Research on Antiques & Collectibles

AN OLD-FASHIONED CHRISTMAS IN AN OLD-FASHIONED HOUSE:  Each year the Octagon House, an antique mansion in Washington, D.C., is turned out as it might have been in 1801

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Tucked into the fanlight above the front door, a pineapple wreathed by shiny red apples welcomes visitors to the oddly shaped brick house. Inside, gaily wrapped gifts and toys are piled on a settee, garlands of magnolia leaves and pine needles festoon the mantels, and brimming bowlfuls of fruit are everywhere. It's Christmas at the Octagon - one of the oldest buildings in the nation's capital - where the holiday is celebrated much as it was when the new mansion was first occupied in 1801.

This vision of Christmas past is provided by the American Institute of Architects Foundation. Dedicated to preserving the nation's architectural heritage, the foundation owns and maintains the Federal-style Octagon as its headquarters and as a historic house museum. Visitors to the Octagon are introduced to the kind of Christmas that was familiar to its original owners. Colonel John Tayloe III and family.

A rich and well-connected Virginia planter, he counted George Washington among his friends, Colonel Tayloe had the three-story town house built as a showplace for winter entertaining of other transplanted country gentry. With the Colonel and Mrs. Tayloe - and at least a few of their fifteen children - ensconced there, the house became a regular fixture on the lively Washington social scene. Designed to fit on a triangular corner lot, the mansion is actually a hexagon whose bay-shaped entry area gives the impression of two additional sides; it was called "the Octagon" by the Tayloes, and so it has remained.

During the War of 1812, the historic Octagon even served for a time as the Presidential mansion, after James and Dolley Madison were burned out of the White House in August 1814. When peace came the following February, as the story goes, Dolley set the house aglow with candles and flung open the doors of the Octagon to all Washingtonians in a giant celebration.

Maintained as a private residence until 1855, the Octagon was then rented out by the Tayloe family, first as a private girls' school, then as government offices. Eventually, under a succession of commercial and residential tenants, the mansion fell into disrepair; by the turn of the century, when it was acquired by the American Institute of Architects as its headquarters, it had become a squalid tenement.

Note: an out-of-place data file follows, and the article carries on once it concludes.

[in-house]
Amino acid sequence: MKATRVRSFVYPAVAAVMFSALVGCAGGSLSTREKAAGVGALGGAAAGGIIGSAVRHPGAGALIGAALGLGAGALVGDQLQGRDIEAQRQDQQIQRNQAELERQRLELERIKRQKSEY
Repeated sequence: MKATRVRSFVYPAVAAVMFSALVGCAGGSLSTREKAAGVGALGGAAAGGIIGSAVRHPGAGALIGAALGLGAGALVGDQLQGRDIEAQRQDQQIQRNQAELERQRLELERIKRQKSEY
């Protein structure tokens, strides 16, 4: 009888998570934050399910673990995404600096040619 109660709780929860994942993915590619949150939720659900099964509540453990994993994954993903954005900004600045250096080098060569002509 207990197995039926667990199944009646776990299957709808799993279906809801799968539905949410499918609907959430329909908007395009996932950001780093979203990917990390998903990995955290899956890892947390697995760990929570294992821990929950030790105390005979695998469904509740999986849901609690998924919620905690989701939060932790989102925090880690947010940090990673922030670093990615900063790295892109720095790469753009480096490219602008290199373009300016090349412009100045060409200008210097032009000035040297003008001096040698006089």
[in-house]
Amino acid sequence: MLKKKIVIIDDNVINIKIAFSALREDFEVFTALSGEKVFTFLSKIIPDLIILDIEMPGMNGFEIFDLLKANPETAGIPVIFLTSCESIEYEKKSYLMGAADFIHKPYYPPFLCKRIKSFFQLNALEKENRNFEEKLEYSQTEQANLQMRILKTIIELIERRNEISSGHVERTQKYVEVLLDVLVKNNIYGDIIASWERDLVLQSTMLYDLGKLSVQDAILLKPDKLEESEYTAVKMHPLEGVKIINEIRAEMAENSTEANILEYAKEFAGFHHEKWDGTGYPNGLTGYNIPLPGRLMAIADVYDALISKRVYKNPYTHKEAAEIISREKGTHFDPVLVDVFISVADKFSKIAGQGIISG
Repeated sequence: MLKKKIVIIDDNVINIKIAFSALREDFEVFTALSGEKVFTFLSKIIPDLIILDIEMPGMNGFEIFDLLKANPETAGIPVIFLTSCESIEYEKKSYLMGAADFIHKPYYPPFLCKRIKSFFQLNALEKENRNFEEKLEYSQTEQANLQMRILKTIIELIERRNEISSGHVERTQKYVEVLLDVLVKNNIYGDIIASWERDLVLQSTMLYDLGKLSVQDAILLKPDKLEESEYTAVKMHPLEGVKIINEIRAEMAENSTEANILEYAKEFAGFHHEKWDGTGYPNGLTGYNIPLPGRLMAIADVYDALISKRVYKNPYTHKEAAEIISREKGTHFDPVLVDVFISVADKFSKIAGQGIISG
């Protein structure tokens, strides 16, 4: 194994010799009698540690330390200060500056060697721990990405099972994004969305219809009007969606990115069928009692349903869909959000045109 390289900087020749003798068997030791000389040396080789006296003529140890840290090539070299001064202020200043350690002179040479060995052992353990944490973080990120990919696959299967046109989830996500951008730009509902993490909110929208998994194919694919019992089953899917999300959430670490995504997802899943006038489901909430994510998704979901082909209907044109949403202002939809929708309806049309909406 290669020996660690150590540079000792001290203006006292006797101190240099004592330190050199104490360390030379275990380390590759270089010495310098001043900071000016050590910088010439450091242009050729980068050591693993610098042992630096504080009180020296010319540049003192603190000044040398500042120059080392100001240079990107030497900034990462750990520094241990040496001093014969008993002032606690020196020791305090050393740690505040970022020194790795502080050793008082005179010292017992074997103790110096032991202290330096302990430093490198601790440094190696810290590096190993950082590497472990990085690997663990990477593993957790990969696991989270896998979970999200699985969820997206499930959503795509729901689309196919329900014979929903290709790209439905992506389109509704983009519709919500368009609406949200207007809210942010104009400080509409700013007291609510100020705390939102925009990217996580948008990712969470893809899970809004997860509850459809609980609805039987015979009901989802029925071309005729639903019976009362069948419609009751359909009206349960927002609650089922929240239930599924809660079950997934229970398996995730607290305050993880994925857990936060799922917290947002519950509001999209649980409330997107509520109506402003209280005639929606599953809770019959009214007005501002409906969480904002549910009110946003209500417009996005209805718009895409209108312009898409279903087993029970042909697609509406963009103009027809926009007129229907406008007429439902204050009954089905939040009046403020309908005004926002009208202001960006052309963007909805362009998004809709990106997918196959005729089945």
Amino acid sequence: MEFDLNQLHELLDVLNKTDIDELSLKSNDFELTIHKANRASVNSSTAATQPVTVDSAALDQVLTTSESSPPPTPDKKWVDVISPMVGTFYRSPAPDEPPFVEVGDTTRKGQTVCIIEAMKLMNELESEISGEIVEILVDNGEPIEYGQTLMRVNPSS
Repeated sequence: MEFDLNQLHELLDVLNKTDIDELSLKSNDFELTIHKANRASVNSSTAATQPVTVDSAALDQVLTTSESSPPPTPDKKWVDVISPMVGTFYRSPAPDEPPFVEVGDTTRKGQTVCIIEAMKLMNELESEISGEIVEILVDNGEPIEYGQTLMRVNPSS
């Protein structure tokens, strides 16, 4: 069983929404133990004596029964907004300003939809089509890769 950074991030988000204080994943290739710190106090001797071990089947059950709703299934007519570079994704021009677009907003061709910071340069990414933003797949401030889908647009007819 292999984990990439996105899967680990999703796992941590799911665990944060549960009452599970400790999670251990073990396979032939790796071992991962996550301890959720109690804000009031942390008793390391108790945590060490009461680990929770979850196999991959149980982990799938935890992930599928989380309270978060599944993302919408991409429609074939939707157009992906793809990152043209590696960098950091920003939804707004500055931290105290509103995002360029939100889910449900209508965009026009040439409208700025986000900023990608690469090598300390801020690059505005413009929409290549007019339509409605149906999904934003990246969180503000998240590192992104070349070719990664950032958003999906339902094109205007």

Preservation of the Octagon, undertaken by the architects' institute, paved the way for a more detailed restoration project when its affiliate, the AIA Foundation, bought the building in 1968. After researching Tayloe family papers, the foundation restored the interiors as closely as possible to the original, even stripping away layers of paint in each viewing room until the first coat was found and its color duplicated.

Open to the public since 1970, the restored Octagon is a superb example of the elegant simplicity of Federal architecture. Though it now sits in the shadow of a sleek new ALA office building, the Octagon holds its own. While few of the original furnishings remain, the foundation has retained the feeling of the Federal period by furnishing the public viewing rooms with predominantly American and English pieces dating from about 1785 to 1820.

The same care has been taken yearly, since 1973, to recreate the spirit of an early Christmas. In decorating the mansion nothing artificial is being been used. Just fresh greens and fruit and paper - the ornaments available in the early nineteenth century.

In the tradition of those early Christmas celebrations, the foundation holds a party for the families of staff members and other associates of the Octagon. Guests savor cakes made from Early American recipes and sip such concoctions as fish house punch – a powerful fruit-based mix of brandy, rum and wine that helps stave off the December dampness for today's Washingtonians, as it did in the days of the Tayloes. With its splashes of greenery, mountains of fresh fruit and scent of pine, the Octagon evokes for modern visitors the pleasures of Christmas in a time before tinsel.